Today’s blog is the last in a 4-part series of Visual Schedule and Task Manager Apps for people with Autism and other disabilities.  Today we will discuss the First Then Schedule and the Time Timer Apps and software.  All of the apps discussed are excellent tools for people who need visual and audio cues to help them understand what is happening in their day, help transition from activity to activity, increase independence, and many other needs.

First Then Schedule HD (FTVS HD)

FTVS HD, built for iOS, allows the user to create visual schedules, task analysis, social stories, video modeling, and more. It provides the user five different picture/photo schedule layouts with audio cues (see the varying views below) for varying needs.  A person can view just 1-2 tasks at a time or view an entire list.  This app also provides the ability to add video or reward choices after a task is complete, which helps with transitions.  In addition, one can add visual timers for each step of the task. You can also pull pics from an included 10,000 picture library, your device camera or the internet.

This video by Spectronics, produced a couple years ago, explains how the FTVS-HD app works.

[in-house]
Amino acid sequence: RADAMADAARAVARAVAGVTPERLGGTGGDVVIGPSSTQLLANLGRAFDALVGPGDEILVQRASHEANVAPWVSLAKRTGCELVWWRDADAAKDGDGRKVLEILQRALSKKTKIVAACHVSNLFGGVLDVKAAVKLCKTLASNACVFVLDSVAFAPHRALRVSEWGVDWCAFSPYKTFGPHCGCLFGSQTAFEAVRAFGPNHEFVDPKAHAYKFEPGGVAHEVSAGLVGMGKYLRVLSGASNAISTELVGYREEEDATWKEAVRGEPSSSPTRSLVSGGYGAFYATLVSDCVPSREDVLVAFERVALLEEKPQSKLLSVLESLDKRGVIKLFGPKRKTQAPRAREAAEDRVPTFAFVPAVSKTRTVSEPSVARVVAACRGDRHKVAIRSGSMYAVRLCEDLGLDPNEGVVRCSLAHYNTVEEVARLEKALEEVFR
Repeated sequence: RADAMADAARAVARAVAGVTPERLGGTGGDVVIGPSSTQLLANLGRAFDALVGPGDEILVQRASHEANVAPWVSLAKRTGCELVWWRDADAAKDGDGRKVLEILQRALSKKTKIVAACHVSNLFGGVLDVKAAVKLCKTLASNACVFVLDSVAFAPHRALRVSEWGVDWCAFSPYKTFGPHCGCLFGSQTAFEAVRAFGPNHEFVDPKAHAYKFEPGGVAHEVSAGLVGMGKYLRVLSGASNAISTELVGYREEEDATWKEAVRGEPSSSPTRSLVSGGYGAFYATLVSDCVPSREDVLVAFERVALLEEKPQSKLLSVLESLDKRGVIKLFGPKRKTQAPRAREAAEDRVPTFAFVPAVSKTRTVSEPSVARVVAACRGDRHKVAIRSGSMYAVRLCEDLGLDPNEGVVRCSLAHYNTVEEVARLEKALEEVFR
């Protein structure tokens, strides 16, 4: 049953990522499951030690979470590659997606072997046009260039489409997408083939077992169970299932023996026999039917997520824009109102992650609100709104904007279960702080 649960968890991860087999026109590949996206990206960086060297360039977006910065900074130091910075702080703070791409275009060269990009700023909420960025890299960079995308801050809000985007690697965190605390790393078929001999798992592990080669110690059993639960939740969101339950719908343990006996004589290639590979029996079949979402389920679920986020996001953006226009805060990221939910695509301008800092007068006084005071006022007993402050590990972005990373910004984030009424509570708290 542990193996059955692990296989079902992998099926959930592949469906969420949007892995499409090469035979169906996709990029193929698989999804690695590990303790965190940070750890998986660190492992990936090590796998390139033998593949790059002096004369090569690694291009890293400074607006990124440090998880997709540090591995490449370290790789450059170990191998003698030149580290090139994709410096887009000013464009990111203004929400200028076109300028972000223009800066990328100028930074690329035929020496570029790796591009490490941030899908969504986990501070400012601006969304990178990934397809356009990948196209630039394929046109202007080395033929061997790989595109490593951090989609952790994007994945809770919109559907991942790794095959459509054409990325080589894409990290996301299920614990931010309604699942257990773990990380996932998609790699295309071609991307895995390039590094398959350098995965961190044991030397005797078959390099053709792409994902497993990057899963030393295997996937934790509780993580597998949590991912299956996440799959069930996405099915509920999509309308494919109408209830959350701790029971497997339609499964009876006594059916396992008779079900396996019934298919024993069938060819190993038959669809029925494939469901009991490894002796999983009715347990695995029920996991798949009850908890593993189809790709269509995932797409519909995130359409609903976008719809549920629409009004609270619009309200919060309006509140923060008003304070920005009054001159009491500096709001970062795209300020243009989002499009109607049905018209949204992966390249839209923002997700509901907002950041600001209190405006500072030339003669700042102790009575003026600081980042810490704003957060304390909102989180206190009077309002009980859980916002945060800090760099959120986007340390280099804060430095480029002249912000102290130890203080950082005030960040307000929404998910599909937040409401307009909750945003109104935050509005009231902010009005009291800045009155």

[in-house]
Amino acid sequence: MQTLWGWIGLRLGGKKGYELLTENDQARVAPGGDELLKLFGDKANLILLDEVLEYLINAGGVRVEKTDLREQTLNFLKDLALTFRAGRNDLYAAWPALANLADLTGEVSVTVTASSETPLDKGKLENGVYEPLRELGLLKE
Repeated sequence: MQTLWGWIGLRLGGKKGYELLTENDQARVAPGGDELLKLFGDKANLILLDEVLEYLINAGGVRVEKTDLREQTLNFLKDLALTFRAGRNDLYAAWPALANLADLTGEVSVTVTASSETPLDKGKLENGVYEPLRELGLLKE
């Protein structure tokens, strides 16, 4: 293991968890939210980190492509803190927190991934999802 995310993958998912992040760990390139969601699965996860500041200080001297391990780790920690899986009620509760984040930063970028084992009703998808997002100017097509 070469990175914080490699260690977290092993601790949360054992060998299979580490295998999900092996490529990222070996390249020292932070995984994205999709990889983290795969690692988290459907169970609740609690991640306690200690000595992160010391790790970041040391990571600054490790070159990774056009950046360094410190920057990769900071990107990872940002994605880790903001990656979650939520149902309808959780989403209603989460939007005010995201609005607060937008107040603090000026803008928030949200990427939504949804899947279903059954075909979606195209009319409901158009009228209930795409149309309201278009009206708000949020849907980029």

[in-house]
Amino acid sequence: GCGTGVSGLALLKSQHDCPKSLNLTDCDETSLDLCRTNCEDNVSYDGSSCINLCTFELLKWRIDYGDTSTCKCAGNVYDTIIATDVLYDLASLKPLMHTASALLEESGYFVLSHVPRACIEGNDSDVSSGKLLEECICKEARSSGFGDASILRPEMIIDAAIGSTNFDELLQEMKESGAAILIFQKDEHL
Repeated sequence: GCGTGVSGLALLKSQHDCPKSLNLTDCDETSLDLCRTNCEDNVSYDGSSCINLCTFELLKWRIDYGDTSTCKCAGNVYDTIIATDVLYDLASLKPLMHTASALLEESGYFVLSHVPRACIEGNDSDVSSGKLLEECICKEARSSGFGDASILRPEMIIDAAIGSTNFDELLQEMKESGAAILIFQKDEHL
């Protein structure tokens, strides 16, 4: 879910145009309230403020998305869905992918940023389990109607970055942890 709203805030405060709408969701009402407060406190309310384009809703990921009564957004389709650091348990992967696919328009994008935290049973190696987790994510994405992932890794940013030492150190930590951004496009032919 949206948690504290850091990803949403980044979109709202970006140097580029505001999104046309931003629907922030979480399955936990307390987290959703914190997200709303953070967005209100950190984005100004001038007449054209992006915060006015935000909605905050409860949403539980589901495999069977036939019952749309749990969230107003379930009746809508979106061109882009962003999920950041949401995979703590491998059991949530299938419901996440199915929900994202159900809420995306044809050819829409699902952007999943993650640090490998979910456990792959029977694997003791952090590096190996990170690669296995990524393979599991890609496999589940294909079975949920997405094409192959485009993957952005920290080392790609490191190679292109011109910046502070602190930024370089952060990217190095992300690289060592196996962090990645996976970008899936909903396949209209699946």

What I like

  • The ability to change the views from 1 task to many.
  • The ability to add video as a reward or a choice board
  • The ability to add pictures from the device camera, library, and web
  • The ability to add a timer at various tasks or one timer for the whole schedule.
  • Nice video tutorial and instructions.
  • 10,000 built-in picture library

What I wish for in the future

  • An Android version
  • Keep the updates coming as the iOS operating system changes.

 

Time Timer App

The Time Timer company now has apps and computer software that feature the same visual time concept as their physical timers and watches.  These timers answer the basic question, “How much longer?” As the color disappears on these timers, the time diminishes.  When all of the color is gone, the time is up. These are great for individuals who have a hard time understanding the concept of time in traditional formats.  The choice to not have an audible alarm is also a welcome feature for many people.

The apps and software, for Android, iPad, iPhone, Windows and Macintosh, work in a similar fashion, but offer more features such as operating several timers at once, color choices, varying alarm sounds (explosion, dog bark, applause, beeping, and more), etc..  See this video for more information.

What I like

  • The ability to change colors and sounds
  • The ability to have several timers at once going
  • The ability for the app to keep working while working in other apps

What I wish for the future

  • While working in other apps, it would be nice to pull down the notifications bar and see all active timers and have a visual of how much time is left.

 

About Author

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Jeannie Krull is the Program Manager for ND Assistive (formerly IPAT). She is an ASHA certified speech/language pathologist and a RESNA certified Assistive Technology Professional, who has worked with people with disabilities of all ages since 1991.